Tuesday, 9 August 2011

Book Reviews

The Captain Jack Sparrow Handbook
Jason Heller
Quirk Books
Available Now in Hardback
Review by Rob Wade

Illustrated with film stills, line drawings and helpful diagrams, The Captain Jack Sparrow Handbook will cover everything a budding swashbuckler needs to know, including: How to sail a ship; How to climb rigging; How to decipher a treasure map; How to break a curse; How to survive being marooned; How to battle a sea monster; and much, much more.

When presented with this book, I admit that the first reaction was one of scepticism. How, given the subject matter, could they present a “how-to” guide effectively while satisfying the arguably younger target demographic? The answer, it seems, is to make it one part “Here’s a lot of awesome things that happened in the movies and how to do them in real life” combined with one of those books like The Worst Case Scenario Survival Guide or something along those lines. The result, surprisingly, is actually a bloody good book.

The book is presented as a survival guide, giving the reader all the advice they need (along with some “do-nots” to sweeten the deal and widen the scope) to become a successful pirate. As a person who has, at one point, legitimately considered getting a crew together and nicking that boat parked on the Thames that used to belong to Sir Francis Drake, it struck a chord with me very swiftly. All the information is presented really clearly, making it an absolute doddle to understand, and even throws in a few good gags for the adults, much like the movies in that respect.

The only downside I can find with this book (aside from the RRP of £12.99 being a little on the steep side for a sub-200 page book) is that it’s specifically written for fans of Pirates of the Caribbean, thus the younger readers will without doubt confuse the fictional parts of the pirate instructions (which refer to the characters and events of the movies) with the real history of pirates. As a result, too, it deals with pirates like Anne Bonny, but leaves out the lesbian overtones present in history. It’s understandable, given the subject matter, but still a little disappointing.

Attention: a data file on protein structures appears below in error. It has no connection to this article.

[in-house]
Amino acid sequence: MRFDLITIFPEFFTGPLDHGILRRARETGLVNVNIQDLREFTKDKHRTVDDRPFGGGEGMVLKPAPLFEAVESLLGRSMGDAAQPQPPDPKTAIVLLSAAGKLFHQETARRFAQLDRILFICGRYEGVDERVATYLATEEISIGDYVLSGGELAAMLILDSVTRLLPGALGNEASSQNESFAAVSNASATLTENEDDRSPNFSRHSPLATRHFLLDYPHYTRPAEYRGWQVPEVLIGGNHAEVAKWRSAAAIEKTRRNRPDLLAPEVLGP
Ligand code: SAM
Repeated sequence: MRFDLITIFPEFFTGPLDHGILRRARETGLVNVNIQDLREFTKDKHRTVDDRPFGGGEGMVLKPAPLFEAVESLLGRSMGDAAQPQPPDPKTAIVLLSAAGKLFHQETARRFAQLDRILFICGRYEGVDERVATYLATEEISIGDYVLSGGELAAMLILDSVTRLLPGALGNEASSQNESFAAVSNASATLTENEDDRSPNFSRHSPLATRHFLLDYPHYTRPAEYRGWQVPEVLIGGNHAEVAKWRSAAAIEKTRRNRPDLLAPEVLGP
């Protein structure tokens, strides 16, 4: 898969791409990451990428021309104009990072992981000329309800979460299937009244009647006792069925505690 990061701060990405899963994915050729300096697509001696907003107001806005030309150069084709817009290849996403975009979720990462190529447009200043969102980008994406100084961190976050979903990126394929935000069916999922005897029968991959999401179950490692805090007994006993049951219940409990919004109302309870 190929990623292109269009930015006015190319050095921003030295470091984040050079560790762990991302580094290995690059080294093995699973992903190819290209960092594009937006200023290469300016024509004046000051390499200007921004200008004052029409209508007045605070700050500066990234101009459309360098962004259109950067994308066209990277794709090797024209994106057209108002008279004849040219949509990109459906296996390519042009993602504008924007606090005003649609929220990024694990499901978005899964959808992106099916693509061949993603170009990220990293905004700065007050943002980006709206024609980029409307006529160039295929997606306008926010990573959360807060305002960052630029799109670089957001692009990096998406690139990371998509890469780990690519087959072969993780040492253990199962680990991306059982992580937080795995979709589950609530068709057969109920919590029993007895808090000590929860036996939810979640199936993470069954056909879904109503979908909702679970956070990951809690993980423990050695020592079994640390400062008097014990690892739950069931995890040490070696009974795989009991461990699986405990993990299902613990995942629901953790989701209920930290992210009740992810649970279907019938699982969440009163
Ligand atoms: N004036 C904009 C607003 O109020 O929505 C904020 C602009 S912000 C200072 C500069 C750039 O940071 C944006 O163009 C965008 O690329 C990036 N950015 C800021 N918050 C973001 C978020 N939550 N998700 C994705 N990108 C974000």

Sure, it’ll strike a chord even more heavily with those ‘random’ twats you see in a public park playing with Frisbees despite being well into their mid-20s, who will then claim themselves to be capable of legitimate piracy instead of just torrenting music like they currently do, but they’re going to find themselves something to latch onto anyway, especially now that the vampire stuff seems to be drying up somewhat. Pirates traditionally find themselves among the fad subjects of twats pretty consistently, so that’s never going to go away.

The Emotionally Fourteen Rating
Violence: The book deals heavily with the theme of piracy, so sword fights are talked about, but from an instructional point of view.
Sex/Nudity: The book does reference Anne Bonny, who as we all know was a lesbian pirate who possibly had her boobs out. Awesome.
Swearing: There are some classic pirate “diss” words, but nothing likely to cause offence to the non-pirate.
Summary: A really well-presented and amusing read. 9/10

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